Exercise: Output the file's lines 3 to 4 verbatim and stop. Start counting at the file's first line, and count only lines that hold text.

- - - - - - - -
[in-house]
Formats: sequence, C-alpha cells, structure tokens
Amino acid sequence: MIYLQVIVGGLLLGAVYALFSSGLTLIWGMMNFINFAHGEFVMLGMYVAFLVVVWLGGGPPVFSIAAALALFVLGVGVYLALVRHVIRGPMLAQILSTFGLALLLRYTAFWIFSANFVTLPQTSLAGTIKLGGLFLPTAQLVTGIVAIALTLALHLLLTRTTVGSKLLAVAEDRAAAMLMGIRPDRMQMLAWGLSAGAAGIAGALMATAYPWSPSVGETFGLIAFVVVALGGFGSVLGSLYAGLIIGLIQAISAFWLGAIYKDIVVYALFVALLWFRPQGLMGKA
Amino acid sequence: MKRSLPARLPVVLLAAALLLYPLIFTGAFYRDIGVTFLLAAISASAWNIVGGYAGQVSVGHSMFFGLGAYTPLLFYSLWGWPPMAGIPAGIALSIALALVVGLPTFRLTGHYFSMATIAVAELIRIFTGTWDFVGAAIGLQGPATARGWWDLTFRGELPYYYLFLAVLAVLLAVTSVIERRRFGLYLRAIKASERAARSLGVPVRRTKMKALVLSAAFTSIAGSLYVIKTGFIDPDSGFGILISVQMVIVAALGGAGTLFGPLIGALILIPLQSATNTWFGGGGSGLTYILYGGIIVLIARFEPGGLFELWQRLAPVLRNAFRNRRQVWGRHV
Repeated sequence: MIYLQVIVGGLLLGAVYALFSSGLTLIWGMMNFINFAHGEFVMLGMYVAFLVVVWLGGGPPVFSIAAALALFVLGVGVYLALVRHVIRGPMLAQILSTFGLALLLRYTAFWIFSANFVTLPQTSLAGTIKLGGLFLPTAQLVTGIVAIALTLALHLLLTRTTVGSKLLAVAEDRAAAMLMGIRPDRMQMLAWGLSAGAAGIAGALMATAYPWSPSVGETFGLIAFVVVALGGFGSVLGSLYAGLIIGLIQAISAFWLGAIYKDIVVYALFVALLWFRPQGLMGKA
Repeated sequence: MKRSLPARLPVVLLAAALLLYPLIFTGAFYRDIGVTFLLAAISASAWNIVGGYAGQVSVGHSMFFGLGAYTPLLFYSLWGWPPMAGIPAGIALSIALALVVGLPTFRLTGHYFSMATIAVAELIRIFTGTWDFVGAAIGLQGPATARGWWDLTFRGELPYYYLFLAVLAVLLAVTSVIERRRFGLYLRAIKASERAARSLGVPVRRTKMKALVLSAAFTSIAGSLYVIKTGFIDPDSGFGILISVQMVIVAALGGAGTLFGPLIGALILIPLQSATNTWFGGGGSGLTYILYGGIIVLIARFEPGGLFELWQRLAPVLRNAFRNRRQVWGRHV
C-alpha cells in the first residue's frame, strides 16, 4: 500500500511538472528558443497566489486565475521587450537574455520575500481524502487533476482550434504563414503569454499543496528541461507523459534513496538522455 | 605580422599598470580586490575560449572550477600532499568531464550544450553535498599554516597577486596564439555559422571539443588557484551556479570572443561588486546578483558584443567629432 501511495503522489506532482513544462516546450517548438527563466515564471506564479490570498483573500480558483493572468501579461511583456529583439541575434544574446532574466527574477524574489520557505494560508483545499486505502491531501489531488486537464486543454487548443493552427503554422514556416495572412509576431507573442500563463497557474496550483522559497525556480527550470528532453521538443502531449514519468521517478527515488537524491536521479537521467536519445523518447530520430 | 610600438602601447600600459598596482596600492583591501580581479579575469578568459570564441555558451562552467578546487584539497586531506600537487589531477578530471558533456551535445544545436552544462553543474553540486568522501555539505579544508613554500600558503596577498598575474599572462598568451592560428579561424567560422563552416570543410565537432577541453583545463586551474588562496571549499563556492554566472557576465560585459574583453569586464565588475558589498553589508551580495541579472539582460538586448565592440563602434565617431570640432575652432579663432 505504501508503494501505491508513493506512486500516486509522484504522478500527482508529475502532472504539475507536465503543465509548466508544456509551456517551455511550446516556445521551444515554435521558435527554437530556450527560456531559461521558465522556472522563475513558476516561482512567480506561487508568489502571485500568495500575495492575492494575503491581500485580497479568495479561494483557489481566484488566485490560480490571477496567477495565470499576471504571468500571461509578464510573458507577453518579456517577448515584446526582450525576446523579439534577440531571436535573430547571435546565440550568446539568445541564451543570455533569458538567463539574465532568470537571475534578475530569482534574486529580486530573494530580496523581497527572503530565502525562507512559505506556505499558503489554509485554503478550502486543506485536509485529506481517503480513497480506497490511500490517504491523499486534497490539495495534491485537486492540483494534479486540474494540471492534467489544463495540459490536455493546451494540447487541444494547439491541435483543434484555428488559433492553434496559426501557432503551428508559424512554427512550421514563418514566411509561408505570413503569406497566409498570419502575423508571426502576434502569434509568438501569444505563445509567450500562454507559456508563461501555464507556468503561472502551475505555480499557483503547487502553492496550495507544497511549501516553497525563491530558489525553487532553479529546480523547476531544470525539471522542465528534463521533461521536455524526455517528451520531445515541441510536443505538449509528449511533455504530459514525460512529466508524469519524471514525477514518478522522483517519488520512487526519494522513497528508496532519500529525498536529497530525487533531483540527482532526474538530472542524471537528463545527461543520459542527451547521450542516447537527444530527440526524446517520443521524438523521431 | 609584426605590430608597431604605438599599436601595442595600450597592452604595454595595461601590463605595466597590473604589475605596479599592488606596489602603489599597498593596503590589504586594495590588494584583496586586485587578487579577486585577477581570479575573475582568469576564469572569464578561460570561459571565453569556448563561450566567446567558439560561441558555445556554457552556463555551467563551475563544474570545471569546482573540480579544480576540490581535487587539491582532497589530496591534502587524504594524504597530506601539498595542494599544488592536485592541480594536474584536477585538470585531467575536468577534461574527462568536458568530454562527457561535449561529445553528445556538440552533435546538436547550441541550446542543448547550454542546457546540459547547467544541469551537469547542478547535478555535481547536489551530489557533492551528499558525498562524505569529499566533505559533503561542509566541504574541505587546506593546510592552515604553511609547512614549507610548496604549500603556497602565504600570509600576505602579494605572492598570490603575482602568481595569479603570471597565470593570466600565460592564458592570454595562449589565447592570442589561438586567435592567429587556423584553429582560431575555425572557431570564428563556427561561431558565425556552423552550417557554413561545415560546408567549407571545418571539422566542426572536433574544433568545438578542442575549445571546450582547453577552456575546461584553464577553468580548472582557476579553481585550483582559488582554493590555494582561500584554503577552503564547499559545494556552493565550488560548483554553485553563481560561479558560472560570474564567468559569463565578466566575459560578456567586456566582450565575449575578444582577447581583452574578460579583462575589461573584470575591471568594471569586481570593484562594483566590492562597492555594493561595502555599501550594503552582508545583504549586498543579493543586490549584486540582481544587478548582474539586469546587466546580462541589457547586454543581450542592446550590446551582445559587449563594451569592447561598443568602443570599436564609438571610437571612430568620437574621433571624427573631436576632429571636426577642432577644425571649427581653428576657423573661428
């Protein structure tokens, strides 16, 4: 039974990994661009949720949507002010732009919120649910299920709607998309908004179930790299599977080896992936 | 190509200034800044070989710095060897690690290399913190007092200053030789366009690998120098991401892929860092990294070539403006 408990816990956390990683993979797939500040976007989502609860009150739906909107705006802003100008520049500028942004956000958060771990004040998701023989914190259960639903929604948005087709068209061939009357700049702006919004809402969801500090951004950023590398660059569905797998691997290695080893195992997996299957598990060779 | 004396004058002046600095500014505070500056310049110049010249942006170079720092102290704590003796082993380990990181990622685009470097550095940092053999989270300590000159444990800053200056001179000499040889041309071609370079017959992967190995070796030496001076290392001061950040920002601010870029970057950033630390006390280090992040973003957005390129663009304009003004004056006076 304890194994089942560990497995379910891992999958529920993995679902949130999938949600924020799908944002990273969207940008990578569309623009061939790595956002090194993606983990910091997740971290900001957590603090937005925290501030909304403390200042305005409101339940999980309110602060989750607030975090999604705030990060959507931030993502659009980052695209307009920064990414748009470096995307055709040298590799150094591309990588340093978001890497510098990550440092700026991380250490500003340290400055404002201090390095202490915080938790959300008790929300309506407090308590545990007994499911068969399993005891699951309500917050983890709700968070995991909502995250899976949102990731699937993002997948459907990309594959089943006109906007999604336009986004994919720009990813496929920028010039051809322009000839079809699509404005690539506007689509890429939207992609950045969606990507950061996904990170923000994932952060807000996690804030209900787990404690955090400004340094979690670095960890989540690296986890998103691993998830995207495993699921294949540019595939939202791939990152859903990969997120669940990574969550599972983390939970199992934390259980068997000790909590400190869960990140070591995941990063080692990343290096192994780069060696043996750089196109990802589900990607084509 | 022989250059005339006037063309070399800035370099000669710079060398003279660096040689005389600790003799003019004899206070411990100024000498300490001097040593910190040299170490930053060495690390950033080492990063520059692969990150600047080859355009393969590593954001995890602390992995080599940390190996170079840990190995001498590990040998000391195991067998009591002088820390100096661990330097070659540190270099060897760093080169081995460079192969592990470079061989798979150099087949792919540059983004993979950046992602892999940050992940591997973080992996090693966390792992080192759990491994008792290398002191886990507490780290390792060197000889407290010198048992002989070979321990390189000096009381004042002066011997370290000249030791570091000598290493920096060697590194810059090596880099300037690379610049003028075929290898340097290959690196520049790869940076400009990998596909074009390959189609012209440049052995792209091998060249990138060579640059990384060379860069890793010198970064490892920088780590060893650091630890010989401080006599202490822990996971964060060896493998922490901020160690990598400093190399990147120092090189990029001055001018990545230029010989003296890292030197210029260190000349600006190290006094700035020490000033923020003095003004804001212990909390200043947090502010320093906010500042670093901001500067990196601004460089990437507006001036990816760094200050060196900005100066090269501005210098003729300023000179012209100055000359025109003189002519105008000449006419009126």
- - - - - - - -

Amino acid sequence: MIYLQVIVGGLLLGAVYALFSSGLTLIWGMMNFINFAHGEFVMLGMYVAFLVVVWLGGGPPVFSIAAALALFVLGVGVYLALVRHVIRGPMLAQILSTFGLALLLRYTAFWIFSANFVTLPQTSLAGTIKLGGLFLPTAQLVTGIVAIALTLALHLLLTRTTVGSKLLAVAEDRAAAMLMGIRPDRMQMLAWGLSAGAAGIAGALMATAYPWSPSVGETFGLIAFVVVALGGFGSVLGSLYAGLIIGLIQAISAFWLGAIYKDIVVYALFVALLWFRPQGLMGKA
Amino acid sequence: MKRSLPARLPVVLLAAALLLYPLIFTGAFYRDIGVTFLLAAISASAWNIVGGYAGQVSVGHSMFFGLGAYTPLLFYSLWGWPPMAGIPAGIALSIALALVVGLPTFRLTGHYFSMATIAVAELIRIFTGTWDFVGAAIGLQGPATARGWWDLTFRGELPYYYLFLAVLAVLLAVTSVIERRRFGLYLRAIKASERAARSLGVPVRRTKMKALVLSAAFTSIAGSLYVIKTGFIDPDSGFGILISVQMVIVAALGGAGTLFGPLIGALILIPLQSATNTWFGGGGSGLTYILYGGIIVLIARFEPGGLFELWQRLAPVLRNAFRNRRQVWGRHV